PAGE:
Activist of the Month: Mary Fertakis

At the League of Education Voters (LEV), we recognize all of the hard work that you do toward improving public education across Washington state. We are pleased to announce our Activist of the Month for June: Mary Fertakis.

June Activist of the Month Mary Fertakis in Senegal with Ibrahim N'Diaye, her village father

June Activist of the Month Mary Fertakis in Senegal with Ibrahim N’Diaye, her village father

For more than two decades, Tukwila School Board member Mary Fertakis has been fighting for people who have been marginalized – denied opportunity by race, place of birth, or government.

She first became involved with LEV in 2007, when simple majority for school levies was on the ballot. Mary worked on that issue through the Washington State School Directors Association before meeting LEV co-founder Lisa Macfarlane at Tyee High School in Sea-Tac. “The key for both WSSDA and LEV’s advocacy on that issue was separating levies from bonds,” Mary explains.

Mary has seen change happen when multiple groups from different sectors have been working on an issue separately and then converge, like the spokes of a wheel. Mary saw it most recently with early learning. She says, “UW research in early childhood, brain development, and I-LABS, plus the health and early learning communities, non-profits/funders, and K-12 education leaders all got the message out. Each entity had a touch point so different audiences could connect with why it’s important.” And she saw the result in a recent, successful Tukwila School District bond measure that included a Birth to 5 center.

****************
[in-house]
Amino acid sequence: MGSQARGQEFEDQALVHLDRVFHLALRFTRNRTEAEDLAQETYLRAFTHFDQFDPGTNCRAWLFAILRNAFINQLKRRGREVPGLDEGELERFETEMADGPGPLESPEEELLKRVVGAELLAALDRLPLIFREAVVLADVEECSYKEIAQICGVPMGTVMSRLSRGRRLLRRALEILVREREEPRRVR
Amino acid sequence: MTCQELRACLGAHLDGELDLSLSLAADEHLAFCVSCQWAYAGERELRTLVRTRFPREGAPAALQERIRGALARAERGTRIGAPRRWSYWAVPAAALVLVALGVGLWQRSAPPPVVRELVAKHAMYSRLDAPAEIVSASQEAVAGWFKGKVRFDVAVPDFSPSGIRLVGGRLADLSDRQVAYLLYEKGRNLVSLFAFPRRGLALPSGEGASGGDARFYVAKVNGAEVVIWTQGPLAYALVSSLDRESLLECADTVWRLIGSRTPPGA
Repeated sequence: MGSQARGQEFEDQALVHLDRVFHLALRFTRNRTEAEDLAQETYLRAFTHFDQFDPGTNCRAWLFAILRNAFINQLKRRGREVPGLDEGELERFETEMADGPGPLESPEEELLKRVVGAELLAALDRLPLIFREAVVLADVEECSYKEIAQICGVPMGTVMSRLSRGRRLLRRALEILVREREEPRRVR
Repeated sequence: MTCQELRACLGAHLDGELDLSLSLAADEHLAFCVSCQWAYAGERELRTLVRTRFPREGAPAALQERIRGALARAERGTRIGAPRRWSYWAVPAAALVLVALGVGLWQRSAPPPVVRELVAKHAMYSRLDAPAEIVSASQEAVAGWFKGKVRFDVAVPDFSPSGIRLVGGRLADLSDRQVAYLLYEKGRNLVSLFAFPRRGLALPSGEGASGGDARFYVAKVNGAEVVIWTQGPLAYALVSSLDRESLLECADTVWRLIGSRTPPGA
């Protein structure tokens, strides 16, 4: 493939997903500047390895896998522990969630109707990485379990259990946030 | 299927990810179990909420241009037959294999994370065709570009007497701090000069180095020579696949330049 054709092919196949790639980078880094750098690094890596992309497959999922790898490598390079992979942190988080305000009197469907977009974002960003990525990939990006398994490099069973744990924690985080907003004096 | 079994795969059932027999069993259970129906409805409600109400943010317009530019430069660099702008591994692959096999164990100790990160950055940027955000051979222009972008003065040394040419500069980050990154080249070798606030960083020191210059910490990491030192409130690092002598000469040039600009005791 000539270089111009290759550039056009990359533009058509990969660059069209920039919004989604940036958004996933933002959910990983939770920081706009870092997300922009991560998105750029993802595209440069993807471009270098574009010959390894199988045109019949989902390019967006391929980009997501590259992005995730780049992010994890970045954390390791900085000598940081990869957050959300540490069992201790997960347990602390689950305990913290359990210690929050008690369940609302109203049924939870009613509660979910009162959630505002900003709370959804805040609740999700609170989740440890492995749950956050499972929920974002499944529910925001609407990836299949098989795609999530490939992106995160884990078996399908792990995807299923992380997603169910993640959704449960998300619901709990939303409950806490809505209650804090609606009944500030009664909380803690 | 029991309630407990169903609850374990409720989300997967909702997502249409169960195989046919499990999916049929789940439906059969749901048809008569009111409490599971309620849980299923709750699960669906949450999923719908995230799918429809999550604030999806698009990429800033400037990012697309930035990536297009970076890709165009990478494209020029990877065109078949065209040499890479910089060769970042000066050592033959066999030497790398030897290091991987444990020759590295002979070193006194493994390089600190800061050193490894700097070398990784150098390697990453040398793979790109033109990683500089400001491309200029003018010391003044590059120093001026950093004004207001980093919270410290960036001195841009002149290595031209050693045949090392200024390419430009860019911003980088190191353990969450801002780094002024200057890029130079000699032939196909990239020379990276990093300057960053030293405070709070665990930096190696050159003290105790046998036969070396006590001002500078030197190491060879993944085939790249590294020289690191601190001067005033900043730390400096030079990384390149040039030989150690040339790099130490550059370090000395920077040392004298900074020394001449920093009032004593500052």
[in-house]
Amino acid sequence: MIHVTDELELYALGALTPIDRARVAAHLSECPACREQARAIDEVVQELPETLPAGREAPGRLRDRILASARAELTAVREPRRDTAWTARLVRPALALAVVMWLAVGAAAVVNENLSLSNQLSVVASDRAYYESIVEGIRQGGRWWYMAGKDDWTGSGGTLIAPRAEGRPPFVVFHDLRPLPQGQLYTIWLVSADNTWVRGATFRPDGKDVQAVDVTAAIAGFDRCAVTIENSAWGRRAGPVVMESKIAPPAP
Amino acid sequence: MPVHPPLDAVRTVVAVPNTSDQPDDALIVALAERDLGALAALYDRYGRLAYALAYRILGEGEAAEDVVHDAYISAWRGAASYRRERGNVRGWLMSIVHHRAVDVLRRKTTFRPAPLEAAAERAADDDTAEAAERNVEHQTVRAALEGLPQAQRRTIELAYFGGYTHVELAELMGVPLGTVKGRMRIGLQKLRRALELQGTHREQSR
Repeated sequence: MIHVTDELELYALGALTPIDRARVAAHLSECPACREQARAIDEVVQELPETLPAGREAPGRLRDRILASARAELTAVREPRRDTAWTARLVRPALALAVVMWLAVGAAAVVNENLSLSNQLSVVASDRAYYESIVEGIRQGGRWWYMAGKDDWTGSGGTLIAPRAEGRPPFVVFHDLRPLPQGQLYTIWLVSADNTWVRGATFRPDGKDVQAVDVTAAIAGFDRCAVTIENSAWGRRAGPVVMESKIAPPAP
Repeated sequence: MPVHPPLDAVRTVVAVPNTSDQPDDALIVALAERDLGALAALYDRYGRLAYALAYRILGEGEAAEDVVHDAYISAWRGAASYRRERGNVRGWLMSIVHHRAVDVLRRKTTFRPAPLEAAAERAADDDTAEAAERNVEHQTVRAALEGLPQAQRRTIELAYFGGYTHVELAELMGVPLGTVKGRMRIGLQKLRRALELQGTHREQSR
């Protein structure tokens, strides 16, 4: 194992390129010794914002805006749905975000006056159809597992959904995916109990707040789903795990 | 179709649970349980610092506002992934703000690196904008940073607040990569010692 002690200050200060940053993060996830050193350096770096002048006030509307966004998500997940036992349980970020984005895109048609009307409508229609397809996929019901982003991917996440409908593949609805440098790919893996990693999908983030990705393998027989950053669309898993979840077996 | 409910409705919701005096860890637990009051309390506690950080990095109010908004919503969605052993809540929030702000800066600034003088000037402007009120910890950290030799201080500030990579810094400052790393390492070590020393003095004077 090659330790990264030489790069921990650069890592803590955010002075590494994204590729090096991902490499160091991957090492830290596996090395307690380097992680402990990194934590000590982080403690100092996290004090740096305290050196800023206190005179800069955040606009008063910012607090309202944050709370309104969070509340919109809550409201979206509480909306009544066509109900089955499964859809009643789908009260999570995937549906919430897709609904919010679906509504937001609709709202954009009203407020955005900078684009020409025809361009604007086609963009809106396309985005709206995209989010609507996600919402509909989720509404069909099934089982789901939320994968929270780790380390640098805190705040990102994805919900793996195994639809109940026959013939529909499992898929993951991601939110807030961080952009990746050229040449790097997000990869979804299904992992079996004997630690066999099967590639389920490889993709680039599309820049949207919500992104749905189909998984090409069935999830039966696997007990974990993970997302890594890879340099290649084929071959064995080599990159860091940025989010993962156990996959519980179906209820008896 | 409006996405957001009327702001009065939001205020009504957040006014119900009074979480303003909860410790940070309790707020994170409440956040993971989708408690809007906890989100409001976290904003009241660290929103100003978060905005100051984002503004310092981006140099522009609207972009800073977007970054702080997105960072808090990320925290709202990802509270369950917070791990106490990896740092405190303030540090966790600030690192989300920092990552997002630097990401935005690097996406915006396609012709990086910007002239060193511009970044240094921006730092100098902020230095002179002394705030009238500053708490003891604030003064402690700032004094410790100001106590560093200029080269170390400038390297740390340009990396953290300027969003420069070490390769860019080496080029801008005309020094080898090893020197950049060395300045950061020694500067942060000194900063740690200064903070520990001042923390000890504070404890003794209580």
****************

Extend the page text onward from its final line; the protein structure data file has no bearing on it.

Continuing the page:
The education world has been with Mary throughout her life. Her father taught in the Seattle School District and her mother was a scientist, running the University of Washington’s pathology lab for years. She credits her parents for instilling values that are important to her. They discussed weighty issues, took her to the fire station when they voted (in every election), and exposed her to different cultures through travel and the UW’s international students who worked in the lab. She grew up in Seattle when social justice issues made regular headlines and her family was part of activist efforts through the faith community to re-settle Hmong and Vietnamese refugees in the 1970s.

But joining the Peace Corps to work in Senegal for 2½ years affected her most deeply. “That’s when I saw firsthand how education can break the cycle of poverty,” Mary says. She lived in a village about 2 miles from the border of The Gambia, “the middle of nowhere,” and focused on rural development. Her program’s goal was to help village communities build a self-sustaining infrastructure where none had existed. “I learned what you need for a community to become self-sustaining.”

Mary wrote 11 grants and every grant got funded, which allowed her village to build a school, dig a well, start a health hut, build fuel-efficient stoves, engage in reforestation efforts, ensure that every family compound and the school had a latrine, build a grain storage facility, and create a 1-hectare garden that improved access to food and spawned micro-enterprise, with the excess produce sold at the weekly market in The Gambia. She even brought in a millet-pounding machine, which saved village women significant time on a daily chore and was an income source as women from surrounding villages paid to use it. The combination of freeing up the women’s time and creating an income source enabled them to launch a tie-dying business. Mary says, “It could not have been more perfect.”